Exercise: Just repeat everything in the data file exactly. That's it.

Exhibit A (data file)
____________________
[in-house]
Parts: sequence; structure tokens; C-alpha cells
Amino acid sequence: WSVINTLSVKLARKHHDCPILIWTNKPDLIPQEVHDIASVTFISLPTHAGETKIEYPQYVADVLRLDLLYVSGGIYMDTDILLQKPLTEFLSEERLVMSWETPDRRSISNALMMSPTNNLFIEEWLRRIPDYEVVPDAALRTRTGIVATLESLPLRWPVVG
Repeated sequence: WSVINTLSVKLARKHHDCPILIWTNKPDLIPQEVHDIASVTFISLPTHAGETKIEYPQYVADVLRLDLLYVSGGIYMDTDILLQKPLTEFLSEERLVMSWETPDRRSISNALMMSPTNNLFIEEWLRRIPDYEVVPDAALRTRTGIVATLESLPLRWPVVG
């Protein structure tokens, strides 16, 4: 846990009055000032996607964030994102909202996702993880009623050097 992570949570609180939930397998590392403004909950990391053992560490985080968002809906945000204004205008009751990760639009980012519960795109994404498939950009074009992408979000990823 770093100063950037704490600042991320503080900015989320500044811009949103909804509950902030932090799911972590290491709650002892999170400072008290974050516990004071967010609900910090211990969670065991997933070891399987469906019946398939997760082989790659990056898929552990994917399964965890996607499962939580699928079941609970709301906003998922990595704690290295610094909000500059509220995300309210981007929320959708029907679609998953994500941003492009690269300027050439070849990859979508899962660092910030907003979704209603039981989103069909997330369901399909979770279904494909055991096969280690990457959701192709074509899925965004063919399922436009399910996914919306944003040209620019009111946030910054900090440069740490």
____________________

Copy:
[in-house]
Parts: sequence; structure tokens; C-alpha cells
Amino acid sequence: WSVINTLSVKLARKHHDCPILIWTNKPDLIPQEVHDIASVTFISLPTHAGETKIEYPQYVADVLRLDLLYVSGGIYMDTDILLQKPLTEFLSEERLVMSWETPDRRSISNALMMSPTNNLFIEEWLRRIPDYEVVPDAALRTRTGIVATLESLPLRWPVVG
Repeated sequence: WSVINTLSVKLARKHHDCPILIWTNKPDLIPQEVHDIASVTFISLPTHAGETKIEYPQYVADVLRLDLLYVSGGIYMDTDILLQKPLTEFLSEERLVMSWETPDRRSISNALMMSPTNNLFIEEWLRRIPDYEVVPDAALRTRTGIVATLESLPLRWPVVG
């Protein structure tokens, strides 16, 4: 846990009055000032996607964030994102909202996702993880009623050097 992570949570609180939930397998590392403004909950990391053992560490985080968002809906945000204004205008009751990760639009980012519960795109994404498939950009074009992408979000990823 770093100063950037704490600042991320503080900015989320500044811009949103909804509950902030932090799911972590290491709650002892999170400072008290974050516990004071967010609900910090211990969670065991997933070891399987469906019946398939997760082989790659990056898929552990994917399964965890996607499962939580699928079941609970709301906003998922990595704690290295610094909000500059509220995300309210981007929320959708029907679609998953994500941003492009690269300027050439070849990859979508899962660092910030907003979704209603039981989103069909997330369901399909979770279904494909055991096969280690990457959701192709074509899925965004063919399922436009399910996914919306944003040209620019009111946030910054900090440069740490």